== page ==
Streptococcus outbreak in mid Essex

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25 June 2019

The NHS in the mid Essex area is responding to a number of local cases of bacterial infections among elderly people, most of whom were receiving wound care in their own homes, though some were also in care homes.

To date there have been 32 cases of invasive Group A streptococcus (iGAS) in Braintree District, Chelmsford City and Maldon District and sadly 12 patients have died. There was also a single case in Basildon in 2018 and another in Southend in February 2019, however currently there appears to be no direct link between these cases and the cases in mid Essex.

An incident management team has been set up, led by NHS Mid Essex CCG, with input also from Provide Community Interest Company, Public Health England and support from NHS England and NHS Improvement.

Group A streptococcus (GAS) is a bacteria that can be found in the throat and on the skin and for many people will not cause any illness. Most Group A streptococcus infections cause relatively mild illnesses such as ‘strep throat’ (a sore throat), scarlet fever or a skin infection. There is an extremely low risk of serious infection to healthy people but on rare occasions, these bacteria can enter the body and cause severe and even life-threatening conditions. This infection is called Invasive Group A streptococcal disease (IGAS).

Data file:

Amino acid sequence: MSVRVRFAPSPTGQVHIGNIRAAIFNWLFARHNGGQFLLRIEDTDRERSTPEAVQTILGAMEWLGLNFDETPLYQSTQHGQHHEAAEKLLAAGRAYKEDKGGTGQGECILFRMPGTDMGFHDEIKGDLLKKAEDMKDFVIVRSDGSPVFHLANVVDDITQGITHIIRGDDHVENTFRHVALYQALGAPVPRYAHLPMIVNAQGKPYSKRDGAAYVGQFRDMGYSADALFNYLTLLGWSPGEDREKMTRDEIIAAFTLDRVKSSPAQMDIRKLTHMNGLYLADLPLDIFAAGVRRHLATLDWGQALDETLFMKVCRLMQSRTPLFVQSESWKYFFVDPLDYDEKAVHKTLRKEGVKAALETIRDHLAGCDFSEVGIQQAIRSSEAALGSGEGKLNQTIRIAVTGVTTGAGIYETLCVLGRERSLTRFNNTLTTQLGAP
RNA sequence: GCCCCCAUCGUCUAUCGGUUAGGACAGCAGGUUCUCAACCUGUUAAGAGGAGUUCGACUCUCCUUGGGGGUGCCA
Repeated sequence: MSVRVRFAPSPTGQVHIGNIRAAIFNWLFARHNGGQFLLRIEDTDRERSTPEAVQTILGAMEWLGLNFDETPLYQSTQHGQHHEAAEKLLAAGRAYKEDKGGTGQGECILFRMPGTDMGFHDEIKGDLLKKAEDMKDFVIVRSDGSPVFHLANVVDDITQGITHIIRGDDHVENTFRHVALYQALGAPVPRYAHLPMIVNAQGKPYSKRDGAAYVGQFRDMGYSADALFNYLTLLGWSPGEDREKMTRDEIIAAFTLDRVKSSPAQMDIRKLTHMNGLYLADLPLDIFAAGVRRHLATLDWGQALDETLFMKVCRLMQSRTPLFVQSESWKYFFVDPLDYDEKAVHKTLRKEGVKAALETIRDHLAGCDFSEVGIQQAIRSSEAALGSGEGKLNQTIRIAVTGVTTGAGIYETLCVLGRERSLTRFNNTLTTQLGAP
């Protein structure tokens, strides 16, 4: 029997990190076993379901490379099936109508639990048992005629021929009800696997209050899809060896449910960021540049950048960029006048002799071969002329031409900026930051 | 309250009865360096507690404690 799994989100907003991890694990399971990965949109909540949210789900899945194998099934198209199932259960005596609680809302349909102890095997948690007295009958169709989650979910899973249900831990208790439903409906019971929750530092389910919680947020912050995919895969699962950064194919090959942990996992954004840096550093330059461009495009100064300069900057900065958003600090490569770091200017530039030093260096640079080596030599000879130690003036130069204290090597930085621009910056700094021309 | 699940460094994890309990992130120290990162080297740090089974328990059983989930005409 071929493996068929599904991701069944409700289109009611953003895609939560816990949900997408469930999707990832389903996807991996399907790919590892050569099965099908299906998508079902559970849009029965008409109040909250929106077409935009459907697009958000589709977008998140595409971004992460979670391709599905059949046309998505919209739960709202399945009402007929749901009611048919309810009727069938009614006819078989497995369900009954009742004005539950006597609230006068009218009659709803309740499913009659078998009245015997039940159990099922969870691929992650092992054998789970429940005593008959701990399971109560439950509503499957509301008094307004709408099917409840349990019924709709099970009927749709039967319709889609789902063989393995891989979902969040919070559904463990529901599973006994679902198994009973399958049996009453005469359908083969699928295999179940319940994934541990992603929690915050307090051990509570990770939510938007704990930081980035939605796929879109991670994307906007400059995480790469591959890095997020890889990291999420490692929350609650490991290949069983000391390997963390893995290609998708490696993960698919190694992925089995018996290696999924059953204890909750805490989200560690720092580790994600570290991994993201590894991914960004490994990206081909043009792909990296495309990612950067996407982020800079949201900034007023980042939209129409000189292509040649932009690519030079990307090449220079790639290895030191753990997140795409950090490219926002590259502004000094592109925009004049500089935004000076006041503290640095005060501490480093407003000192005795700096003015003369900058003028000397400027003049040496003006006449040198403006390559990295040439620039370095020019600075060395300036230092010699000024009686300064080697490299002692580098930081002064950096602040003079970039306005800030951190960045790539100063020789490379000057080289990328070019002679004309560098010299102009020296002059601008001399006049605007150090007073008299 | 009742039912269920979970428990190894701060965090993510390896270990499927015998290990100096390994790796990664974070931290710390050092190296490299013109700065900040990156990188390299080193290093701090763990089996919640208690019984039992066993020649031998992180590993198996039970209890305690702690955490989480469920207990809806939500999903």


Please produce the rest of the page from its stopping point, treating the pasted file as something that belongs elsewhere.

Additional infection control measures have been put in place to prevent the infection spreading.

Rachel Hearn, Director of Nursing and Quality, Mid Essex Clinical Commissioning Group said: “Our thoughts are with the families of those patients who have died.

“The NHS in Essex is working closely with Public Health England and other partners to manage this local incident, and extra infection control measures have been put in place to prevent the infection spreading in the area.

“The risk of contracting iGAS is very low for the vast majority of people and treatment with antibiotics is very effective if started early. We will continue to work with our partners in Public Health England to investigate how this outbreak occurred and take every possible step to ensure our local community is protected.”

Anyone who is worried can call a Freephone helpline on 03000 032124. Lines are open Monday to Friday, 9am to 5pm. 

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